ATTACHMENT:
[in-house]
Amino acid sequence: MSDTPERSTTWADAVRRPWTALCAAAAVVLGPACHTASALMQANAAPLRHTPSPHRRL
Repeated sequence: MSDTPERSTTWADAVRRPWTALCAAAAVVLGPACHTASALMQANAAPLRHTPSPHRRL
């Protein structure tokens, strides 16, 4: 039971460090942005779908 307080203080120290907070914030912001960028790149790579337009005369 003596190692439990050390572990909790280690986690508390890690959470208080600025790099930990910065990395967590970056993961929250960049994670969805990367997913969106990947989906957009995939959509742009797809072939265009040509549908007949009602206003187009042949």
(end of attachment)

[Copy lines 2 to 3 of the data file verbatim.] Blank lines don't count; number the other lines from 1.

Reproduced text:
Amino acid sequence: MSDTPERSTTWADAVRRPWTALCAAAAVVLGPACHTASALMQANAAPLRHTPSPHRRL
Repeated sequence: MSDTPERSTTWADAVRRPWTALCAAAAVVLGPACHTASALMQANAAPLRHTPSPHRRL